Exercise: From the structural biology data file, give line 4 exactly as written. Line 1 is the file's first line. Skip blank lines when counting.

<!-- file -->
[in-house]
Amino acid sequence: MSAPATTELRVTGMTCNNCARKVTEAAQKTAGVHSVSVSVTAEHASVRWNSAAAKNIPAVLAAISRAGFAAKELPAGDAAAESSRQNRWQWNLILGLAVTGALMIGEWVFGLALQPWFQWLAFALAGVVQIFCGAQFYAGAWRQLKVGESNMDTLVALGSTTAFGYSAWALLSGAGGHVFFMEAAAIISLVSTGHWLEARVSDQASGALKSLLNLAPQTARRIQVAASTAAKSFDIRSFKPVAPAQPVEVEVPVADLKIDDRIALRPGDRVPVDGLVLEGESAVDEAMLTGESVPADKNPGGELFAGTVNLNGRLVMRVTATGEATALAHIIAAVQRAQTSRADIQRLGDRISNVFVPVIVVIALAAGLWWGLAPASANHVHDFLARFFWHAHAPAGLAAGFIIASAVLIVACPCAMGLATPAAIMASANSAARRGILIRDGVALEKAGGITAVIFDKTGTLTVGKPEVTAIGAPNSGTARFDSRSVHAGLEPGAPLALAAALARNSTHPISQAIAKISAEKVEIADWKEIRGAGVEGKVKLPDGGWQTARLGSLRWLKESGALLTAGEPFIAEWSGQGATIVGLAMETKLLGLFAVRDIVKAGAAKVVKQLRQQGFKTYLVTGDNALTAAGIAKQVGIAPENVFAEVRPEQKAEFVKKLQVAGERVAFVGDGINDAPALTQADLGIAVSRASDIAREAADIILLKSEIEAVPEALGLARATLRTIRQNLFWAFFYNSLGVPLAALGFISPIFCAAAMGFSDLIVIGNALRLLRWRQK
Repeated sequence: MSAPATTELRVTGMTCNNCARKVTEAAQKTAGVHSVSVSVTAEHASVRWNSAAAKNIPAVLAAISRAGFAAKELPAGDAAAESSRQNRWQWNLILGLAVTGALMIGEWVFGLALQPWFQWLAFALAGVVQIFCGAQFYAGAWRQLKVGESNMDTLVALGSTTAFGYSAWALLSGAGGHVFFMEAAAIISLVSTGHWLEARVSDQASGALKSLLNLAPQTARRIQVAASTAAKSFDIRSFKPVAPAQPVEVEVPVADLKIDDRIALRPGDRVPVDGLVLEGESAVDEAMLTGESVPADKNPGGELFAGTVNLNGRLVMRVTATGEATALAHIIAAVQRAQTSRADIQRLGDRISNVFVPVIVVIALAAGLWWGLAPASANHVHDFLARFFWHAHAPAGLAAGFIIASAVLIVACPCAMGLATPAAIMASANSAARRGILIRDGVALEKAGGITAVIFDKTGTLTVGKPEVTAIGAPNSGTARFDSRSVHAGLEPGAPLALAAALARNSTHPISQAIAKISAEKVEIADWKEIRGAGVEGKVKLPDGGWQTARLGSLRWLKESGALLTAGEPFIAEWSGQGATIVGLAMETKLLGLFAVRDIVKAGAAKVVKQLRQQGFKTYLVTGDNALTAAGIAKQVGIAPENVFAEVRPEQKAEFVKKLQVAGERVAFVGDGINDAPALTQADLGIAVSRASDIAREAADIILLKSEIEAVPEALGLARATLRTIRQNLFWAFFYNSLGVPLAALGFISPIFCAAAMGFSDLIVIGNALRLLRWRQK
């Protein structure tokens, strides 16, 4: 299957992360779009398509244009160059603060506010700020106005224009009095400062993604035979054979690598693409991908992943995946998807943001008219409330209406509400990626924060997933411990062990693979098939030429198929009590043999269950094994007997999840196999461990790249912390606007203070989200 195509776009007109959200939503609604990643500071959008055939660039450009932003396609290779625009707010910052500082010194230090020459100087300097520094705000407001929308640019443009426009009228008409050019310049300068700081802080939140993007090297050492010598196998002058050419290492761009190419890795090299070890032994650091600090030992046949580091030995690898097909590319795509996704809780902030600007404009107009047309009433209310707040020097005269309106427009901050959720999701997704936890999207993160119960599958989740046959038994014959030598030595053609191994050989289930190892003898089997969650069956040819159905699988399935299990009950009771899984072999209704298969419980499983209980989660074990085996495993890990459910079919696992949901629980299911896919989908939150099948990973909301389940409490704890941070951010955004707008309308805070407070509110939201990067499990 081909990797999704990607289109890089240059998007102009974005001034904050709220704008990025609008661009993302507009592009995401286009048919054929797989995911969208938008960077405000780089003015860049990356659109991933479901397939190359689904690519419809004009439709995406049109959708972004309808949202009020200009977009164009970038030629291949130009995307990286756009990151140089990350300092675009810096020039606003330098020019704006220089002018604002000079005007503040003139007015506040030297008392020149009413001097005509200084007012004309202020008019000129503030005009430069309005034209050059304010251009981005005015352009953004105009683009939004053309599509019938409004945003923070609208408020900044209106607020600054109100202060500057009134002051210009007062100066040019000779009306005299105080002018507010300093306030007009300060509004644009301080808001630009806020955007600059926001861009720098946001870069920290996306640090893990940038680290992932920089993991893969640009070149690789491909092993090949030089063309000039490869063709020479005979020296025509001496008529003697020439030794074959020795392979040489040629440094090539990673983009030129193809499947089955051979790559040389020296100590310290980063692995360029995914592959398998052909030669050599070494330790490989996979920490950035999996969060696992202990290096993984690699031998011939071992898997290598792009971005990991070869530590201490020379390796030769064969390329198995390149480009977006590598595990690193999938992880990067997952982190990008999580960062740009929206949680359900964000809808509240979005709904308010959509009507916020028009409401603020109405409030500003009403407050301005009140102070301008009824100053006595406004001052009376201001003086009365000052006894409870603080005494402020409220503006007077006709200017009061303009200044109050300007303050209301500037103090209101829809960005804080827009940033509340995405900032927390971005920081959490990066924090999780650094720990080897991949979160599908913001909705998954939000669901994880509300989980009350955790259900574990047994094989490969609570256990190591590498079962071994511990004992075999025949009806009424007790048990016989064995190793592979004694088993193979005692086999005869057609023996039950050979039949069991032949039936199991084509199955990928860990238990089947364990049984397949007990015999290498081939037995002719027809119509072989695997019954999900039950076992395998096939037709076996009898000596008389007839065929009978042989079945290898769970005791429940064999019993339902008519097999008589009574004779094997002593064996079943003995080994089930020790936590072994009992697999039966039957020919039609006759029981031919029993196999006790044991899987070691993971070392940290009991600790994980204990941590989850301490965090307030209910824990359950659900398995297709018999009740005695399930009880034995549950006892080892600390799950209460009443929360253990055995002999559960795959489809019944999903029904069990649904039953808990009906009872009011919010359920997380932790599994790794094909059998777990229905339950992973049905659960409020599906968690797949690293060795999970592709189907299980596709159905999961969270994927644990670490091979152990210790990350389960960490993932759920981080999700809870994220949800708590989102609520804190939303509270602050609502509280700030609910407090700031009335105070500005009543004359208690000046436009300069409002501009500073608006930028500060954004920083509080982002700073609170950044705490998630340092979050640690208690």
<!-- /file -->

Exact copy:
């Protein structure tokens, strides 16, 4: 299957992360779009398509244009160059603060506010700020106005224009009095400062993604035979054979690598693409991908992943995946998807943001008219409330209406509400990626924060997933411990062990693979098939030429198929009590043999269950094994007997999840196999461990790249912390606007203070989200 195509776009007109959200939503609604990643500071959008055939660039450009932003396609290779625009707010910052500082010194230090020459100087300097520094705000407001929308640019443009426009009228008409050019310049300068700081802080939140993007090297050492010598196998002058050419290492761009190419890795090299070890032994650091600090030992046949580091030995690898097909590319795509996704809780902030600007404009107009047309009433209310707040020097005269309106427009901050959720999701997704936890999207993160119960599958989740046959038994014959030598030595053609191994050989289930190892003898089997969650069956040819159905699988399935299990009950009771899984072999209704298969419980499983209980989660074990085996495993890990459910079919696992949901629980299911896919989908939150099948990973909301389940409490704890941070951010955004707008309308805070407070509110939201990067499990 081909990797999704990607289109890089240059998007102009974005001034904050709220704008990025609008661009993302507009592009995401286009048919054929797989995911969208938008960077405000780089003015860049990356659109991933479901397939190359689904690519419809004009439709995406049109959708972004309808949202009020200009977009164009970038030629291949130009995307990286756009990151140089990350300092675009810096020039606003330098020019704006220089002018604002000079005007503040003139007015506040030297008392020149009413001097005509200084007012004309202020008019000129503030005009430069309005034209050059304010251009981005005015352009953004105009683009939004053309599509019938409004945003923070609208408020900044209106607020600054109100202060500057009134002051210009007062100066040019000779009306005299105080002018507010300093306030007009300060509004644009301080808001630009806020955007600059926001861009720098946001870069920290996306640090893990940038680290992932920089993991893969640009070149690789491909092993090949030089063309000039490869063709020479005979020296025509001496008529003697020439030794074959020795392979040489040629440094090539990673983009030129193809499947089955051979790559040389020296100590310290980063692995360029995914592959398998052909030669050599070494330790490989996979920490950035999996969060696992202990290096993984690699031998011939071992898997290598792009971005990991070869530590201490020379390796030769064969390329198995390149480009977006590598595990690193999938992880990067997952982190990008999580960062740009929206949680359900964000809808509240979005709904308010959509009507916020028009409401603020109405409030500003009403407050301005009140102070301008009824100053006595406004001052009376201001003086009365000052006894409870603080005494402020409220503006007077006709200017009061303009200044109050300007303050209301500037103090209101829809960005804080827009940033509340995405900032927390971005920081959490990066924090999780650094720990080897991949979160599908913001909705998954939000669901994880509300989980009350955790259900574990047994094989490969609570256990190591590498079962071994511990004992075999025949009806009424007790048990016989064995190793592979004694088993193979005692086999005869057609023996039950050979039949069991032949039936199991084509199955990928860990238990089947364990049984397949007990015999290498081939037995002719027809119509072989695997019954999900039950076992395998096939037709076996009898000596008389007839065929009978042989079945290898769970005791429940064999019993339902008519097999008589009574004779094997002593064996079943003995080994089930020790936590072994009992697999039966039957020919039609006759029981031919029993196999006790044991899987070691993971070392940290009991600790994980204990941590989850301490965090307030209910824990359950659900398995297709018999009740005695399930009880034995549950006892080892600390799950209460009443929360253990055995002999559960795959489809019944999903029904069990649904039953808990009906009872009011919010359920997380932790599994790794094909059998777990229905339950992973049905659960409020599906968690797949690293060795999970592709189907299980596709159905999961969270994927644990670490091979152990210790990350389960960490993932759920981080999700809870994220949800708590989102609520804190939303509270602050609502509280700030609910407090700031009335105070500005009543004359208690000046436009300069409002501009500073608006930028500060954004920083509080982002700073609170950044705490998630340092979050640690208690």